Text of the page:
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bio website github.com/CodesInChaos
location Frankfurt, Germany
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visits member for 3 years, 1 month
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2d
comment Asymmetric algorithm for one time signing of small cleartext
What do you mean by "suited"? Standard reusable signatures like ECDSA work well for any message size and cost about 64 bytes. What improvements do you expect?
Aug
28
comment Repeatable crypto
1) AES-SIV 2) convergent encryption AKA message locked encryption AKA content-hash-key (CHK). Be sure to include a convergence secret, to avoid the confirmation and learning the remaining information attacks
Aug
27
comment Is hashing a list of hashes safe?
There is one common pitfall: In hashtrees you often need to tag leaves and inner notes differently, to ensure an unambiguous tree structure. You didn't include enough context to know if this applies to your scheme as well, but I suspect that you need to use different prefixes when hashing a list of hashes and when hashing a plain file.
Aug
27
comment Is using EAX mode with a 64-bit block cipher a bad idea?
@owlstead 1) I don't get your question. In my comment I worry about birthday attacks, and D.W.'s answer confirms that the proof of security breaks down as you approach the birthday bound. So we're saying pretty much the same thing, except that D.W. wasn't too lazy to look at the details. 2) As a software guy, a cipher not being available doesn't enter my considerations. There are so many good ciphers that I certainly wouldn't bother with a 64 bit cipher, unless I specifically want one. For my taste even 128 bit blocks are a bit on the low side, I prefer 256 bit blocks.
Aug
26
comment Are variable-length crypto hash functions still susceptible to collisions?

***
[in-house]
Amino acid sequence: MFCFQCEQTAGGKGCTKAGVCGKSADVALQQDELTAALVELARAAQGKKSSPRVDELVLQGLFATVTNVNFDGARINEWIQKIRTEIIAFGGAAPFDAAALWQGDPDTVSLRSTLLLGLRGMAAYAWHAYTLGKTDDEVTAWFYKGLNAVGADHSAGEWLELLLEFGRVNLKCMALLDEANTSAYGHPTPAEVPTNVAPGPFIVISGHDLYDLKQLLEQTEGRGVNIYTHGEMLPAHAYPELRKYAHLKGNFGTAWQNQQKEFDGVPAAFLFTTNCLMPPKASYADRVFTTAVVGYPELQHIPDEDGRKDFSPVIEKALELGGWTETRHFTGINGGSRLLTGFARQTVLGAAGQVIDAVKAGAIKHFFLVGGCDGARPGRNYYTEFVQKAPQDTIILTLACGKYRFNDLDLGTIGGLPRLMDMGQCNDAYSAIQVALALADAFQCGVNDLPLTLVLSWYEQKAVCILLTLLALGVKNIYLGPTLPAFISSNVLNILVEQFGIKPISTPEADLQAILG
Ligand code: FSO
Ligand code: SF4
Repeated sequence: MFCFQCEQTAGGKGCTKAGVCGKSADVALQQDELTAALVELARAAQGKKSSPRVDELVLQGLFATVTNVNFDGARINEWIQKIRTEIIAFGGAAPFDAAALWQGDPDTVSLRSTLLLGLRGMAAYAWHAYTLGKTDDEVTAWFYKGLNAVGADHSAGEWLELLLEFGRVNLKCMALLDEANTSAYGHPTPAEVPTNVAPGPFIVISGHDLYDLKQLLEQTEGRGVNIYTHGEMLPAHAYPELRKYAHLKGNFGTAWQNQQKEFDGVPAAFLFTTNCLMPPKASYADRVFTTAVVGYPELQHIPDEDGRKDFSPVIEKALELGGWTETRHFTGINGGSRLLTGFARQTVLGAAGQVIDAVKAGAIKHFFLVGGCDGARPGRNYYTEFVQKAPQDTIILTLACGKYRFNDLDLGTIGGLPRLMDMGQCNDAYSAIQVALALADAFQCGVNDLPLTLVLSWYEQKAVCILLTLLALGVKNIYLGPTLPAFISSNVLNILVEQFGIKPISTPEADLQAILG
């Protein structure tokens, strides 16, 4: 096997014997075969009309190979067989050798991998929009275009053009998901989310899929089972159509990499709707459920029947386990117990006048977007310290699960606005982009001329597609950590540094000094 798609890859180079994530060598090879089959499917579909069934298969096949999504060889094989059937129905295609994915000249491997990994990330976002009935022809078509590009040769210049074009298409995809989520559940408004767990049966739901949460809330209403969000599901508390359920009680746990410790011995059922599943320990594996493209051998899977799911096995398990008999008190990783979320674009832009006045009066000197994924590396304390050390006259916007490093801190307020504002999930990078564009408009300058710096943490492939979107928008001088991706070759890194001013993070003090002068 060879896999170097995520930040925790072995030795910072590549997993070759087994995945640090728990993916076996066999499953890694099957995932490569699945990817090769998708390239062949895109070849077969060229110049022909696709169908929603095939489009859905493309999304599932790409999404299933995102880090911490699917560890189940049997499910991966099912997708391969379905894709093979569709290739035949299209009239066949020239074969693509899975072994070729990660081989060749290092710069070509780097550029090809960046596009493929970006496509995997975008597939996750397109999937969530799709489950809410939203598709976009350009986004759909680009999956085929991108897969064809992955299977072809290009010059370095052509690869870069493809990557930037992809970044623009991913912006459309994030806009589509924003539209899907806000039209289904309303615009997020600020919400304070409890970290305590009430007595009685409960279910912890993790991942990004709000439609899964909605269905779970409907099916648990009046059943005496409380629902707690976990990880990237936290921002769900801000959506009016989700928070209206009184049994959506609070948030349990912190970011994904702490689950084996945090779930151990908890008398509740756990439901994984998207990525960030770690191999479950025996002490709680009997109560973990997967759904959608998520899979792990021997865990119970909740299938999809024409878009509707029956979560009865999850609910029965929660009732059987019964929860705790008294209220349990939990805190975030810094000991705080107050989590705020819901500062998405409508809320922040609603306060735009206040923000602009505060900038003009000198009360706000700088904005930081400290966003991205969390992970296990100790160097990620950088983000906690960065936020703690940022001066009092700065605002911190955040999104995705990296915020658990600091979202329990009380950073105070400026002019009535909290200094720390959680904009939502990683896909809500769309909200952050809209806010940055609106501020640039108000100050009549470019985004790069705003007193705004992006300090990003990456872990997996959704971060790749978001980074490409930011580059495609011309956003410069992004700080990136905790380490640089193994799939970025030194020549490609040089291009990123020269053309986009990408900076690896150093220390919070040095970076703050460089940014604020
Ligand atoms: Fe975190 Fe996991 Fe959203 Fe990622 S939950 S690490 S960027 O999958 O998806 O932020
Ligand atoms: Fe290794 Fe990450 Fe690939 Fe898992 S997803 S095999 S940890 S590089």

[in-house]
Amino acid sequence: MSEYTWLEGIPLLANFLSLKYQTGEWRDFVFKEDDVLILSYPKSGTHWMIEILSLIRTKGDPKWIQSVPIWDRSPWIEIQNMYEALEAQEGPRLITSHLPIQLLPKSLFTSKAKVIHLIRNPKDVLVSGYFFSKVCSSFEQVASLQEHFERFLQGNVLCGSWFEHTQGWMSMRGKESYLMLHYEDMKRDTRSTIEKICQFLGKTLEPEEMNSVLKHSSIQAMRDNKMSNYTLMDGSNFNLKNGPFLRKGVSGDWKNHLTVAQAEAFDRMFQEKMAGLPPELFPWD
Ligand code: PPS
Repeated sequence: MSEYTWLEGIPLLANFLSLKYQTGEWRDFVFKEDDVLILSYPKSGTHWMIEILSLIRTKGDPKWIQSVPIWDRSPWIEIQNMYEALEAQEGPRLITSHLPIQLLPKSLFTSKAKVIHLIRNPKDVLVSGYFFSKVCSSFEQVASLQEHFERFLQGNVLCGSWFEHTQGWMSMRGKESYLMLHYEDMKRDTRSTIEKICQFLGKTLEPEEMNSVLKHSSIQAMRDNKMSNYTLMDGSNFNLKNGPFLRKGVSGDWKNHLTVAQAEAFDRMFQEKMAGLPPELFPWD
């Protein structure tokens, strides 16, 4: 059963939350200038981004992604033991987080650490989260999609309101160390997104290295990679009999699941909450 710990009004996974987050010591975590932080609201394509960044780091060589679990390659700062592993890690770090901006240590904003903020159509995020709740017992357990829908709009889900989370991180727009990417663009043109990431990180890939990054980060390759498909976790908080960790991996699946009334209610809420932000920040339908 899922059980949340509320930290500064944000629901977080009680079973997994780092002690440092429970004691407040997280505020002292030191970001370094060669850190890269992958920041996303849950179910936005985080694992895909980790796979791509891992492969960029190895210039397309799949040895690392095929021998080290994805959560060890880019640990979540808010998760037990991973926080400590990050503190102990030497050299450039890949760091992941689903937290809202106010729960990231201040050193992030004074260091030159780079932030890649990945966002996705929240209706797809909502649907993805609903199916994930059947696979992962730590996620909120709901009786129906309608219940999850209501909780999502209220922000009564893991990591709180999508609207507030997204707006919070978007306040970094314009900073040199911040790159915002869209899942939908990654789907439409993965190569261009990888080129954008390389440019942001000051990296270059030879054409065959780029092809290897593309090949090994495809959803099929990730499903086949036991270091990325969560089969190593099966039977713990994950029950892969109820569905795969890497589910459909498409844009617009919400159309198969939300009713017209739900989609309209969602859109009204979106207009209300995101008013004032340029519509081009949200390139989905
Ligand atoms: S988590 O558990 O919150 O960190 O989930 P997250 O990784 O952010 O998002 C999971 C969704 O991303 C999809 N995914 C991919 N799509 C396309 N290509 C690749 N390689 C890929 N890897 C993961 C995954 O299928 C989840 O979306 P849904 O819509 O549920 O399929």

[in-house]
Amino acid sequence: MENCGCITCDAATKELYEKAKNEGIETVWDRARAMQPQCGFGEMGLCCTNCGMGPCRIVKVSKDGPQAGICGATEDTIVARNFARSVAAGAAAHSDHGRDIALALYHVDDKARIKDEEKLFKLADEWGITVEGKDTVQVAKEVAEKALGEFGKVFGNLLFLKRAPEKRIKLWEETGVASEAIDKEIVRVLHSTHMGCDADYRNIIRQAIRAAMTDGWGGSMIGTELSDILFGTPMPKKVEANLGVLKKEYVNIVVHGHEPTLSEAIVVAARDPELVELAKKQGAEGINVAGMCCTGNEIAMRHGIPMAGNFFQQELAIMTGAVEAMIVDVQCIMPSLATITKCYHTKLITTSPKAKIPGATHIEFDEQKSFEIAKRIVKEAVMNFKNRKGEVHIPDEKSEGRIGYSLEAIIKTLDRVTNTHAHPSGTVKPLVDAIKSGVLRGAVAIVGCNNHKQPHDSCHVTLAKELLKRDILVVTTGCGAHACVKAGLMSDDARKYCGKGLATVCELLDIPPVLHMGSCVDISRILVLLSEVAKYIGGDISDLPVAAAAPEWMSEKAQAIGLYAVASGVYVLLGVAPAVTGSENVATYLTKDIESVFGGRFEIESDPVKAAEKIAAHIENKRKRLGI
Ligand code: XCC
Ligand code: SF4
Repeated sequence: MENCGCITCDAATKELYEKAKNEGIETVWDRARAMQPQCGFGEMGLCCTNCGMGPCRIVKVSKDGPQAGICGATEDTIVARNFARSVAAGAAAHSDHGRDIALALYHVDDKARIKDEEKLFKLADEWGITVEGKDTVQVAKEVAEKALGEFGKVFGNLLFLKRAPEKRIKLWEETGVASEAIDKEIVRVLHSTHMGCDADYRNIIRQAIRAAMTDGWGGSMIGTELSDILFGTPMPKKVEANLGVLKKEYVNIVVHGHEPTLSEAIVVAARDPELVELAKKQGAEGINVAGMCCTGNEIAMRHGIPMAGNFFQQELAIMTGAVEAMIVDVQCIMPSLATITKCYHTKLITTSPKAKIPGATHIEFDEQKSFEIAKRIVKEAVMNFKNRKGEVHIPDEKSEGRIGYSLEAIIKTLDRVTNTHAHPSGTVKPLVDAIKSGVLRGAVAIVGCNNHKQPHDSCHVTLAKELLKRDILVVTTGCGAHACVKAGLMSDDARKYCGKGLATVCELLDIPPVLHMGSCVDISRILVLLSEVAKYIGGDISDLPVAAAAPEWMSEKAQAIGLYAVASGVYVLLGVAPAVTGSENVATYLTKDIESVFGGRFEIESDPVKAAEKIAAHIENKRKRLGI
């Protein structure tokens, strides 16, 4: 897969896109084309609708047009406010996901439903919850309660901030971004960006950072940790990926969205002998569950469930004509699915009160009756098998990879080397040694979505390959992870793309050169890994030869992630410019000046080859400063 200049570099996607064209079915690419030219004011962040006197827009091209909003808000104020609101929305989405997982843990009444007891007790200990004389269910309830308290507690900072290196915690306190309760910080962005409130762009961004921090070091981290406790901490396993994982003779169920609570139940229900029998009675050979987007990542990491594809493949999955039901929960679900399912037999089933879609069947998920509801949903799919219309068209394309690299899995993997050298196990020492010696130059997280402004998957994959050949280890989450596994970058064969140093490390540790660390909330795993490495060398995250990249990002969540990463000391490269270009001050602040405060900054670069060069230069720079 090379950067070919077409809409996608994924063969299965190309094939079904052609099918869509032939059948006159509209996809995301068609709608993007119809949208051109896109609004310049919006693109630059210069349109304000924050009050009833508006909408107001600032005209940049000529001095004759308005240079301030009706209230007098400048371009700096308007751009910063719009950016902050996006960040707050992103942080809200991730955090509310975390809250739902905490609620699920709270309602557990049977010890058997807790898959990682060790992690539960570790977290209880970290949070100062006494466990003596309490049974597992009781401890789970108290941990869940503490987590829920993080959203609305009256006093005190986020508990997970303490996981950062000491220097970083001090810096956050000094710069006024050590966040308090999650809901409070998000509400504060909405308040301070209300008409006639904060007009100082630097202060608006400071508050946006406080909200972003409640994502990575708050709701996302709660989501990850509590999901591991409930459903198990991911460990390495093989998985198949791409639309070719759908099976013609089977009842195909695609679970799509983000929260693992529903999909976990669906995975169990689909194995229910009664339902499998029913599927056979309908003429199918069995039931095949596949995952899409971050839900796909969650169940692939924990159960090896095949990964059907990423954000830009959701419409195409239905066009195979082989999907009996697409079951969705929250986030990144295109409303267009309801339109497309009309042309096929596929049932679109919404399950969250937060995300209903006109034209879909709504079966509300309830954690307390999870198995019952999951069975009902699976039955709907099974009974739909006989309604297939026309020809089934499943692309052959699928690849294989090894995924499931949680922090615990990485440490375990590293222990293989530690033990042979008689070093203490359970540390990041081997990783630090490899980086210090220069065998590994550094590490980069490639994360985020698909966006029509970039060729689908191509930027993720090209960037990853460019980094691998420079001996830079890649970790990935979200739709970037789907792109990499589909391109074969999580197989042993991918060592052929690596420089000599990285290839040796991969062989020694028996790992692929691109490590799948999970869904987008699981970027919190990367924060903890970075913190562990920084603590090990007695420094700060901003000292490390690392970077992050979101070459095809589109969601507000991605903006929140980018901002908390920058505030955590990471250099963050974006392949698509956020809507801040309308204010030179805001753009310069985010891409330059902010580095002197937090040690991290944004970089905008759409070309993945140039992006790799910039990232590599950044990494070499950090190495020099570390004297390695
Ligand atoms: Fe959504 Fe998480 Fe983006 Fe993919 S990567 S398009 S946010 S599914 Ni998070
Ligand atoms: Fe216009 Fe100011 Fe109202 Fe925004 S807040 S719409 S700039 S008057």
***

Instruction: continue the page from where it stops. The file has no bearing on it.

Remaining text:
You don't gain any collision resistance by increasing the output size beyond the capacity. A chain is only as strong as its weakest link, and the link between each consumed block is the capacity.
Aug
26
comment Partial hash code protocol for security tokens providing signatures
One link I found: community.oracle.com/thread/1751753 which mentions an APDU format.
Aug
25
comment Found a way to crack AES-128, what now?
1) Consider implementing it. That way you can be sure you made no mistake and you have evidence that you're not crank. Extraordinary claims require extraordinary evidence. 2) Write a paper using LaTeX typesetting and following proper cryptographic notation and submit it to a conference or journal.
Aug
23
comment Efficiently map $2^n$ unique 64-bit vectors to $2^n$ $n$-bit vectors where $n < 64$?
@Jean You can always use a standard hash function, if the number of collisions is acceptable is for you to decide.
Aug
22
comment ECC cryptography with shorter signature when not needing high security?
@owlstead Considering that the academic ECDL record is 113 bits, a 128 curve should be acceptable for license keys. It's generally easier to crack the application, removing the key check than it is to compute that DL.
Aug
21
comment Is this a plausible PBKDF?
@esushi? Why KBKDF? This is clearly password based, not key based.
Aug
21
comment ECC cryptography with shorter signature when not needing high security?
The shortest usable signatures I know are BLS at twice the security level in size. You can truncate a few bits, raising the verification cost exponentially. Even if you'd use a 112 bit curve (which matches the largest academic ECDL break) this only goes down to about 90 bits.
Aug
21
comment Is this a plausible PBKDF?
Please include a compact description using mathematical notation or pseudo code instead of long c code full of unnecessary details.
Aug
20
comment Recover plaintext from truncated ciphertext using AES for FPE
Ending up with the ciphertext equaling the plaintext is not a problem. The probability for that is 1 in 10^19.
Aug
20
comment Recover plaintext from truncated ciphertext using AES for FPE
Read the Feistel network article I linked.
Aug
20
comment Recover plaintext from truncated ciphertext using AES for FPE
You might want to take a look at FFX mode which uses a pretty similar principl.
Aug
20
comment Recover plaintext from truncated ciphertext using AES for FPE
Truncation is not reversible. These truncated values are only used in the Feistel network. The feistel network ensures reversibility even when using a non reversible function.
Aug
20
comment Regular MACs vs Carter-Wegman MAC
WC style MACs need a nonce and leak the key if you ever reuse one.
Aug
20
comment Regular MACs vs Carter-Wegman MAC
AES-GCM is becoming pretty common. Salsa20/ChaChaPoly1305 are are used occasionally as well.
Aug
20
comment A patched SHA1 attempt for password verification
Unsalted SHA-1 is just as crappy a password hash as MD5.
Aug
20
comment A patched SHA1 attempt for password verification
Just send the password in plaintext (over HTTPS/SSL/TLS) to the server and use a proper password hash on the server. It's the job of TLS to protect data in transit, don't try to invent your own crappy hashing scheme instead.